A time of opportunity as share plans take stock of the COVID-19 impact on sustainability activities
The substitution of share awards for cash
There have been two areas in which we have seen relevant change. One is, it could be argued, crude and operational – the substitution of share awards for cash in order to protect the cashflow of the business.
One of the most surprising developments of the early part of the 2020 AGM season was around dividends – the resolution which almost invariably gets 99.something per cent in favour at the AGM. We have seen companies and investors broadly aligned to a view that, in these special times, cutting or even cancelling the dividend, is not only tolerated but welcomed. In some cases even demanded. This for an act which at almost any other time I can remember would result in the immediate award of the Black Spot (Treasure Island fans will know what I mean) to the CEO, if not the rest of the board. It is such an unusual situation that our members’ helpline received a number of queries on how to do it and we developed new guidance on the withdrawal or amendment of dividend resolutions.
But one element of concern that was raised as we saw dividends cut or cancelled and employees placed on furlough, was a perception that the pain was not being equally shared, with executives felt to be immune from such cuts. Some have taken pay cuts but others have helped their companies’ cashflow by taking shares, or incentives such as LTIPs or SIPs instead of cash. This may help companies but, as some commentators have noted, it tends to be through such schemes that more significant pay outcomes arise and, at the moment, where many companies’ share prices are depressed, for those who can afford to forego the cash, this may well be highly advantageous in the medium to long term.
The other main area in which we have seen a COVID-19 response from share plans is in terms of the performance conditions. One of the changes that we have all seen in recent years is the rise of the board’s focus on sustainability. This is the result of both internal and external factors.
To some degree it is a function of changes in boardroom composition, with many boards having younger members, with different social interests and, in particular, with experience in different corporate cultures. But it is also a function of changes outside the boardroom. The impact of the press and social media commentary on ESG issues, coupled with the activities of activist investors has been unmissable, and even the least aware directors cannot have been ignorant of the breath of the winds of change.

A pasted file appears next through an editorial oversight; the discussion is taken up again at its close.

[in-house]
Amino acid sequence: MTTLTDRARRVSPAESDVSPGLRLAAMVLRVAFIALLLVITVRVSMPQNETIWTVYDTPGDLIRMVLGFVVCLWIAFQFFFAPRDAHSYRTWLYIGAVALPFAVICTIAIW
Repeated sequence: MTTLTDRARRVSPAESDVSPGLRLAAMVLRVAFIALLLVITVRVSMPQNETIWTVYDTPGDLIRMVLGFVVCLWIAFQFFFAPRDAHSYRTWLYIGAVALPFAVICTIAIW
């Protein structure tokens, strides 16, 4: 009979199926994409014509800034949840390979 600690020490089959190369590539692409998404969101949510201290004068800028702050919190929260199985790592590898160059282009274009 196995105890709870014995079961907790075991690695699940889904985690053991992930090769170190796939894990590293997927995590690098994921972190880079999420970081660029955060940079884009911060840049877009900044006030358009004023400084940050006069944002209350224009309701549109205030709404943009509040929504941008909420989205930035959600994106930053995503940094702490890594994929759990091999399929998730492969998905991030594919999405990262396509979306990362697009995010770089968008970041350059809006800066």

Consequently, one of the changes in the role of the reward professional has been to ensure that the board’s desire to remain on the front foot in these areas, increasingly the subject of legislation and regulation, remains on the agenda of the executive team and, in particular, those in the one or two levels immediately below ExCo. For the share plan professional, this has increasingly manifested itself through the inclusion of sustainability metrics in corporate KPIs and, in particular, in share plan performance triggers.
The challenge of sustainability metrics
This is a great way of getting management engagement, but the challenge is to develop appropriate metrics. One of the consistent issues in the executive pay debate has been around the relevance of metrics and the degree to which they ensure that pay outcomes reflect investor experience. This is not easy with non-financial measures, particularly those around sustainability where targets are often longer-term and individual year performance can only be considered as progress towards, rather than achievement of, a goal.
And these do not always reflect investment manager’s own targets, which can be heavily driven by portfolio performance over the previous period, rather than the promise of ‘jam tomorrow’. Investors want measurable results, not fluffy words but although some are interested in good sustainability metrics, there are others who are only really concerned by Total Shareholder Return and/or Earnings Per Share. These are relatively easy to calculate, harder to ‘game’ and contrast sharply with many sustainability KPIs, which can all too easily be woolly and overly subjective. The only way to try to overcome this is with clear explanations of why these measures are critical to the company and how they are assessed.
I keep telling company secretarial colleagues that COVID has created a huge opportunity for them to demonstrate their commercial acumen. The same is true of share plan professionals and advisers.
The author is Peter Swabey, executive director at ProShare.